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Thank you again for your attention to all the reviewers' comments. You have addressed each comment thoroughly and edited your manuscript accordingly.
We found your paper to be well written overall with a clear rationale for the study.
The main concern, which is noted by both reviewers, is that it lacks explanation of some basic terminology from the start of the manuscript. Unfortunately this contributes to confusion throughout and takes away from the general clarity as well as the message of your paper. Please see the reviews which give helpful comments in this regard.
Abstract Methods -
- what is a Q-sort exercise?
- how many people involved?
- what did these people do - as opposed to what the authors did
- where did the Milestones come from?
- what is a innovative transition of care curricula?
-should the "game boards" be explained?
- is simulation and simulation innovation the same thing?
- is discharge clinic feedback and discharge clinic the same thing?
is Tracer and milestones and tracer the same thing?
- is there any overlap in teh 5/22, 9/22 and 7/22?
I don't understand this - don't get t his feeling from the results presented in the abstract
61- IM not defined - assume it is Internal Medicine
71 APDIM not defined
I need an example of some of these 142 curricular milestones- I don't understand what was actually done
What is a Q-sort?
How many people were involved in the research process? ie how many Units of 2-3 people were involved?
did they rank the 22 or the 144?
109-116 I would have thought 100% of the top 8 came from the list of 22 milestones?
132-136 what is PC C2? What is IPC A5?
158- Is Tracer a person?
171- what is a game board
no idea if this is supported by the results
Given the relative complexity fo the project - the clarity of writing is a strength.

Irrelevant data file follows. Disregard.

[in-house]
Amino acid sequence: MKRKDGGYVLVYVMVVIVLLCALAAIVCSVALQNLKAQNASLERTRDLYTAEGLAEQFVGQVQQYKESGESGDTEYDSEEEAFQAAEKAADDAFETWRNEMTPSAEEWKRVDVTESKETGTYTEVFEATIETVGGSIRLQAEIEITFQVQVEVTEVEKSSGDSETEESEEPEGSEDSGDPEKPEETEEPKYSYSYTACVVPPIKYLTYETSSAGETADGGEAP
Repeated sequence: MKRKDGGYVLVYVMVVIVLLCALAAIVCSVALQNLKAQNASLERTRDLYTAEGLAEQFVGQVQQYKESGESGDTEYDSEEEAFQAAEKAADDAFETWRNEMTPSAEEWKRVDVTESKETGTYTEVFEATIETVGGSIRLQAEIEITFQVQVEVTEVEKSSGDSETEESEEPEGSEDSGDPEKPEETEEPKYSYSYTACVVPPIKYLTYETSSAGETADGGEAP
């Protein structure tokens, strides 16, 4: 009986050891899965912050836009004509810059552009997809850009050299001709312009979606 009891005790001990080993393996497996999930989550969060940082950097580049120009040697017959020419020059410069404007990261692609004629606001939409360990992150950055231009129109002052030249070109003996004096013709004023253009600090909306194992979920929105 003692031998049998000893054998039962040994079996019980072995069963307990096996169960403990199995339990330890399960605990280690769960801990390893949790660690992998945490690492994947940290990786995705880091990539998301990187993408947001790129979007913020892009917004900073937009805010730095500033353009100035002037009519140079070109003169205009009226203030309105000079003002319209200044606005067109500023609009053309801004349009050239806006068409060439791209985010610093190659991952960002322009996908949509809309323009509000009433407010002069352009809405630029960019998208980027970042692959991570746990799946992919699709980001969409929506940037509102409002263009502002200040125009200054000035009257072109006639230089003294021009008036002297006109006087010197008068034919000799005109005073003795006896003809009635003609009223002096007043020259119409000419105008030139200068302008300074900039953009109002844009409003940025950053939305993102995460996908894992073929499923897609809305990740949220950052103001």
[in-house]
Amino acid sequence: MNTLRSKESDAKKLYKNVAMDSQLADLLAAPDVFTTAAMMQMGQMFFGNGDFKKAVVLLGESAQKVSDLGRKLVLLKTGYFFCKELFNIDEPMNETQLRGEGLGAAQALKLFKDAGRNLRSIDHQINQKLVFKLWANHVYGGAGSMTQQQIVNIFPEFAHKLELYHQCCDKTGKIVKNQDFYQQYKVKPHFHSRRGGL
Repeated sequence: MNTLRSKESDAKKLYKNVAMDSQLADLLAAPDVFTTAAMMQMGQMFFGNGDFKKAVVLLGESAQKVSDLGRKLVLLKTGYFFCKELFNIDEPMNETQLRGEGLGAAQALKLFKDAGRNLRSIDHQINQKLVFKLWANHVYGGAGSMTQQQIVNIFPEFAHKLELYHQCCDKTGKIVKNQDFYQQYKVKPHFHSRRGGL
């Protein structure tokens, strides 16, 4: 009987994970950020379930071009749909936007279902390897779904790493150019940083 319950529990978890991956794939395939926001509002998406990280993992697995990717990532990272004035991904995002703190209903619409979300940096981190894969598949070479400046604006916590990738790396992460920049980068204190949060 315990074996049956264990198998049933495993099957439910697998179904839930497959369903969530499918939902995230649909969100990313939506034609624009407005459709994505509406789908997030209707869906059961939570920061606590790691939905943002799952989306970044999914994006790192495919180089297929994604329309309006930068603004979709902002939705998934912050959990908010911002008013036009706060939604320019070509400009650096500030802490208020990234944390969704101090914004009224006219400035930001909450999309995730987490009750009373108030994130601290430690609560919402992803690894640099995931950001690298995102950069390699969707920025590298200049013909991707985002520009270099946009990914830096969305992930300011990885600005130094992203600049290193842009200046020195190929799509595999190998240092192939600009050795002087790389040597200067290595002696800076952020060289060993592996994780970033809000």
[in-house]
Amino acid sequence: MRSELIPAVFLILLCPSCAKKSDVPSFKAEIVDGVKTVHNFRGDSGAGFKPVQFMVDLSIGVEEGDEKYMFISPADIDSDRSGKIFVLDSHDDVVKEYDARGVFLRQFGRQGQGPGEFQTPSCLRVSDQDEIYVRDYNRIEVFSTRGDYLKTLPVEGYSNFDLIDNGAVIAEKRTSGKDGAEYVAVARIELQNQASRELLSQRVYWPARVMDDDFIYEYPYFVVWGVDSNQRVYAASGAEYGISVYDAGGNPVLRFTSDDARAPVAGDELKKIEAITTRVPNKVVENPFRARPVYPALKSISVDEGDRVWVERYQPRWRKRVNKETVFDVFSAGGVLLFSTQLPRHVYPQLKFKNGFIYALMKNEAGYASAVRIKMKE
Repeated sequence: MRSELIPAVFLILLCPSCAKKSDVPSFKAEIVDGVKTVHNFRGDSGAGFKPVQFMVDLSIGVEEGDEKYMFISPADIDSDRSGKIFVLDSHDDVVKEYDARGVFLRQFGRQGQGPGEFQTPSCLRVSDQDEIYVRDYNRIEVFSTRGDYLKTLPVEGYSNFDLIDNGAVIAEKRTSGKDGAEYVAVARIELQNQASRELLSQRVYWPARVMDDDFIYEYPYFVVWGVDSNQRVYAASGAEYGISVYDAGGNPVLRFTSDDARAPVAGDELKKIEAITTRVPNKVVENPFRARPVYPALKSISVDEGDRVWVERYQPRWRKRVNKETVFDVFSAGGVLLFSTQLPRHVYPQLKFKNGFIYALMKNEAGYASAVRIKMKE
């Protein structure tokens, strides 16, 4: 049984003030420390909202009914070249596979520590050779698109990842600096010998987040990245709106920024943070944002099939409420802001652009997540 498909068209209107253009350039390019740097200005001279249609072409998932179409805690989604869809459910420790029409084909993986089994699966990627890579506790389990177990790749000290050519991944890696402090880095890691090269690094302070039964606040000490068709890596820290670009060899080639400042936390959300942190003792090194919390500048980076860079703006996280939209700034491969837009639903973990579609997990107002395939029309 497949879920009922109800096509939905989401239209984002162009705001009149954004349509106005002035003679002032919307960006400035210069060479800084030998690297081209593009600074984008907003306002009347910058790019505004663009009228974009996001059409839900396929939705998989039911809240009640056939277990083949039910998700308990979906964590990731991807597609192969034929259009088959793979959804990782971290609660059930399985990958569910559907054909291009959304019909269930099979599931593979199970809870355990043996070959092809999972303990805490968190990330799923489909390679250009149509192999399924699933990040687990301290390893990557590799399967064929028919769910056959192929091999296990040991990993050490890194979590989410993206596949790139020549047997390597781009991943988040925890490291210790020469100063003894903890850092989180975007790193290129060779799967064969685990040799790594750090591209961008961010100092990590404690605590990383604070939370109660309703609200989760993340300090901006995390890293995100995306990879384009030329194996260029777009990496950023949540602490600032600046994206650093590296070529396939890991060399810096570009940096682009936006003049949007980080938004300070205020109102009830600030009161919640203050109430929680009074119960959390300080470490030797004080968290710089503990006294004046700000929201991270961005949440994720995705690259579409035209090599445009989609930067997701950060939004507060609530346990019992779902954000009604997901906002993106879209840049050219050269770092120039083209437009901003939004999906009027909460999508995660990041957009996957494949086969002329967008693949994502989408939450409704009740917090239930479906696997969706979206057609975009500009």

The case for the research, and significance of the issue is built nicely in the introduction, the methods are explained well, and the results reported in an understandable format.
The abstract could be modified for further simplicity eg using 'Q-sort' terminology without explanation in the abstract may be confusing. Maybe 'validated ranking process' or similar.
The tables add value and are clear.
The researchers have explained the retrospective limitations.
However I think the mapping approach is a good way to deal with matching existing curricular into new frameworks ( or vice versa), and provides readers with a pragmatic approach that might prevent losing useful approaches in a rush to the new framework.
The biases and limitation of 'expert consensus' are acknowledged.
The processes for deriving the data is well described and would be reproducible.
The nature of EPAs as the 'endpoints' is somewhat subjective and this affected the prioritization process. However it is now an important framework and this project illustrates a way to approach that subjectivity.
Importantly I don't think the authors 'overreach' in their conclusions
thank you for the opportunity to review.
Probably more for educators than practitioners as target audience
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